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# ‘AND’ vs ‘&&’ as operator in PHP

‘AND’ Operator

The AND operator is called logical operator. It returns true if both the operands are true. Example:

## php

 ``

Output:

`False`

Explanation: Since variable \$a = 100 and another variable \$b = 10, the condition \$a == 100 evaluates to true and \$b == 10 also evaluates to true. Therefore, ‘\$a == 100 and \$b == 10’ evaluates to true because AND logic states that if both the operands are true, then result also be true. But when the input \$b = 20, the condition \$b == 10 is false, so the AND operation result will be false.

‘&&’ Operator

The && operator is called logical operator. It returns true if both operands are true. Example:

## php

 ``

Output:

`True`

Explanation: Since variable \$a = 100 and another variable \$b = 10, the condition \$a == 100 evaluates to true and pow(\$b, 2) == \$a also evaluates to true because \$b = 10 raised to the power of 2 is 100 which is equal to \$a. Therefore, ‘\$a == 100 && pow(\$b, 2) == \$a’ evaluates to true as AND logic states that only when both the operands are true, the AND operation result is true. But when the input \$b = 20, the condition pow(\$b, 2) == \$a is false, so the AND operation result is false. Comparison between ‘AND’ and ;&&’ operator: There are some difference between both operator are listed below:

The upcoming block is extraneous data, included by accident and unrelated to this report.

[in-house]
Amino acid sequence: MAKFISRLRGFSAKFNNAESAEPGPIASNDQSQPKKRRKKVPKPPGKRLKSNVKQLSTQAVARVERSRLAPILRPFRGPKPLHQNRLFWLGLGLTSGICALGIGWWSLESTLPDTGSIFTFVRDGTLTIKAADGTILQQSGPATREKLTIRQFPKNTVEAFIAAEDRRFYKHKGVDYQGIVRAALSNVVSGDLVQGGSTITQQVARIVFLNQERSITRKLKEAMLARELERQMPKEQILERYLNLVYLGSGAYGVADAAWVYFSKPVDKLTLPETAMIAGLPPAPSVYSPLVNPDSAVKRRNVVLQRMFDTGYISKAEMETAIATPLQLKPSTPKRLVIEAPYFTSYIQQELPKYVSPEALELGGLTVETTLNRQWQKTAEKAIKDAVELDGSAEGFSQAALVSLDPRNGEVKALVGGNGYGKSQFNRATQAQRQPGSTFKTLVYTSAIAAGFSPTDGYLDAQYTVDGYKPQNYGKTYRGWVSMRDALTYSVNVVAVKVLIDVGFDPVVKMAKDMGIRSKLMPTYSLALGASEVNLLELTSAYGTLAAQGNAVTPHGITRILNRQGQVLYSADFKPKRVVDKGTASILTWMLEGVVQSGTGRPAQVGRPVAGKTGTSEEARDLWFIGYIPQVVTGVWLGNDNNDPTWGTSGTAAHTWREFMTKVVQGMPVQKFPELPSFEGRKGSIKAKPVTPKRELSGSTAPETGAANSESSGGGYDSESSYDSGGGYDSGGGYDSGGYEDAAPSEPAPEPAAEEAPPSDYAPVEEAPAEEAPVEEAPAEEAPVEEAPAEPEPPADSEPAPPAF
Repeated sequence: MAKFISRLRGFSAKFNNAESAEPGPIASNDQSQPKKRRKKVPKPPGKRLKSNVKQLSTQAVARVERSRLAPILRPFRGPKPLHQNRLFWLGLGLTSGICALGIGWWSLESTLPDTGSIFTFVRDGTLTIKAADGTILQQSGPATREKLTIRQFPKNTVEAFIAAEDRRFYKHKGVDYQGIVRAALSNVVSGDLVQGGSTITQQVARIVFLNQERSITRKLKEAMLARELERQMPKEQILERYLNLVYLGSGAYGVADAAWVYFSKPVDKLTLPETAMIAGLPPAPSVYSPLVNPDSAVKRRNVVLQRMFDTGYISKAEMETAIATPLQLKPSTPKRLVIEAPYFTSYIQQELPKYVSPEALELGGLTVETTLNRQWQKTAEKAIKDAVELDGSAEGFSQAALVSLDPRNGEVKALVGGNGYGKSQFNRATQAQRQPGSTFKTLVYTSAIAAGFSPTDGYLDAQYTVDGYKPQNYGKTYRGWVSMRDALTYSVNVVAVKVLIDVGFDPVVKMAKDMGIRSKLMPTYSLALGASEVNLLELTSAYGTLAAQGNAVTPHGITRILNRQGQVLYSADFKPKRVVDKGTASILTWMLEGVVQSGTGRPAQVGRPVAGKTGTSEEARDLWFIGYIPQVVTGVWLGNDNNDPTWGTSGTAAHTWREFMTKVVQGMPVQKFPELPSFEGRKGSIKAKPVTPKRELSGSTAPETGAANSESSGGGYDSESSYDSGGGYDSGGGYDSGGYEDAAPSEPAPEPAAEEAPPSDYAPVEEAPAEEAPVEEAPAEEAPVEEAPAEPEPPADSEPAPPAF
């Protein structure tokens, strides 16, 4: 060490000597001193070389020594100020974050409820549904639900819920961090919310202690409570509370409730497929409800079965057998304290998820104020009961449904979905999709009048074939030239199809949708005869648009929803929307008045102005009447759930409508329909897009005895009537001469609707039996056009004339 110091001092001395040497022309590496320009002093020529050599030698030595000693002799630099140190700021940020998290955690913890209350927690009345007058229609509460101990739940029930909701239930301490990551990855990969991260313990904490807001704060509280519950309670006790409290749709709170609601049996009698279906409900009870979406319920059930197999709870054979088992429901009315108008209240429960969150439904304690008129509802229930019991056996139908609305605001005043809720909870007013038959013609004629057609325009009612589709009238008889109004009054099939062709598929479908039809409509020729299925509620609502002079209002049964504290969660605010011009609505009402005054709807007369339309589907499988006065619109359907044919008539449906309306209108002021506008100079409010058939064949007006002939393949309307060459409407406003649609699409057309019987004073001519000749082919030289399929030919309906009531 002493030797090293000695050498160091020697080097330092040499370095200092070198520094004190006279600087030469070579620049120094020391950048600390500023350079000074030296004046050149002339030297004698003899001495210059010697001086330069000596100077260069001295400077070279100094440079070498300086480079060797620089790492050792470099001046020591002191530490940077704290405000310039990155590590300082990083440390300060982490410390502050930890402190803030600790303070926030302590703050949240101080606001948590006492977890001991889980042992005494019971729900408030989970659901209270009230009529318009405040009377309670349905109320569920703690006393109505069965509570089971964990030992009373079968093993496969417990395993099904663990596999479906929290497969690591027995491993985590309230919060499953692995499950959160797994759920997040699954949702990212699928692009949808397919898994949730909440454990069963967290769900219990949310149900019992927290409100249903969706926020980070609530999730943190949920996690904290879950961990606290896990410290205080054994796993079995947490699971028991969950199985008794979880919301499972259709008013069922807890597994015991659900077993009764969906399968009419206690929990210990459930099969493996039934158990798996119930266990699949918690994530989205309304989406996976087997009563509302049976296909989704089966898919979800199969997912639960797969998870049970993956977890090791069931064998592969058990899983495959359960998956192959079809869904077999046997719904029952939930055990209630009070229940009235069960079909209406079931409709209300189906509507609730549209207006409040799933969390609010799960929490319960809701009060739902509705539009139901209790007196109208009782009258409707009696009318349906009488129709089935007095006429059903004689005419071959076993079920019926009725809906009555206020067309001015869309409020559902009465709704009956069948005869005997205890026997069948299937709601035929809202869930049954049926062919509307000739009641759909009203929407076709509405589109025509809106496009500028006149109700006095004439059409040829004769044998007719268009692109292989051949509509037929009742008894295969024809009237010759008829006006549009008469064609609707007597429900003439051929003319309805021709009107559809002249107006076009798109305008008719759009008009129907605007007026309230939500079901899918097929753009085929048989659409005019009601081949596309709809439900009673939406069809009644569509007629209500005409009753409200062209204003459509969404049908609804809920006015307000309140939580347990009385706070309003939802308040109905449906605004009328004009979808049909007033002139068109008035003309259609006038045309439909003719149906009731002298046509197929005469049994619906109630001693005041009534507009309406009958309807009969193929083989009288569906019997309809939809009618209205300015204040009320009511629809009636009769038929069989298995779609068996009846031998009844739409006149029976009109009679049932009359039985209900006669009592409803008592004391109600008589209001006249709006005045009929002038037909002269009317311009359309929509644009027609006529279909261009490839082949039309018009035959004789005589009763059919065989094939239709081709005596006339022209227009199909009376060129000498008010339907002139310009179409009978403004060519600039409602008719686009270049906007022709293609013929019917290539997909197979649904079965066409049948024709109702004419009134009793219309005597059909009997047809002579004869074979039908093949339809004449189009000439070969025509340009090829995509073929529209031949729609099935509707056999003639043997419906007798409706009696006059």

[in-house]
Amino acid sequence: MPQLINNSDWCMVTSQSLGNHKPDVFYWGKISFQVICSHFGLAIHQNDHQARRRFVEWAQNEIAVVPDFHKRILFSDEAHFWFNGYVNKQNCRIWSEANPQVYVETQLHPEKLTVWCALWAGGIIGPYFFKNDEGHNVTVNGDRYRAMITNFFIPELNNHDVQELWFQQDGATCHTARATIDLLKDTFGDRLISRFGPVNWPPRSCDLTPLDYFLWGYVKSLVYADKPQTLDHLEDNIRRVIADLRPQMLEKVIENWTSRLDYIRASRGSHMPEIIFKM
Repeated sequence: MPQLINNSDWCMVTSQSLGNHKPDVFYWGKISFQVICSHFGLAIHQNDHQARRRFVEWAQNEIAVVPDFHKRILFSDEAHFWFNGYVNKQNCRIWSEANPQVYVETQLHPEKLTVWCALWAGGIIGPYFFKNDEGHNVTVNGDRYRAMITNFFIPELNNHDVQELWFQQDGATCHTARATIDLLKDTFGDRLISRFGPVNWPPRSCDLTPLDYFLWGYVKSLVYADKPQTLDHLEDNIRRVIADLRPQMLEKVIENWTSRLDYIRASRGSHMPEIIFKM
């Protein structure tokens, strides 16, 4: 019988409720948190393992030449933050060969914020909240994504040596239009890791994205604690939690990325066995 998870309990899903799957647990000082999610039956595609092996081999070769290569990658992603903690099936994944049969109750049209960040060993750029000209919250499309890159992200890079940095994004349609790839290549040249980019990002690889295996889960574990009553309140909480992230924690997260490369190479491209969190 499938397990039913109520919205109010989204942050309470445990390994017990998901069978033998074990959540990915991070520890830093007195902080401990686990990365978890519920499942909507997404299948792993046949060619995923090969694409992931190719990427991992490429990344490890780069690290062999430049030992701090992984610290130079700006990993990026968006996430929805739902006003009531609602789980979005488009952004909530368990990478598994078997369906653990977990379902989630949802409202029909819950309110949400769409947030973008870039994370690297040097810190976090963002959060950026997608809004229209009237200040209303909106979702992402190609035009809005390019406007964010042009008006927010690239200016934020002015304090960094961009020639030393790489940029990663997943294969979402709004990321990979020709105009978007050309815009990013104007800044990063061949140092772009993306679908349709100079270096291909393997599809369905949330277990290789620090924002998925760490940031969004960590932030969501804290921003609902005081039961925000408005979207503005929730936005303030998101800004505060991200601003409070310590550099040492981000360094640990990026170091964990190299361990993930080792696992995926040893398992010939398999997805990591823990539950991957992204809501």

• Based on Precedence: Precedence basically decides which operations are performed first in an expression. The precedence of ‘&&’ operator is high and the precedence of ‘AND’ operator is low.
• Based on operation: Example:

## php

 ``

Output:

```FALSE
TRUE```
• Explanation: The result of both operator is different whenever operands are same. The first expression evaluates to FALSE while the second expression evaluates TRUE even though both are using the same operation.
• The first expression, \$bool = TRUE && FALSE; evaluates to FALSE because first && operation is performed, then the result to assigned to the variable \$bool because precedence of && operator is higher than the precedence of =.
• The second expression, \$bool = TRUE and FALSE; evaluates to TRUE because the operator “and” has lower precedence than the operator “=” so the value TRUE which is on the right of = is assigned to \$bool and then the “and” operation is performed internally but is not assigned, therefore \$bool now holds TRUE.

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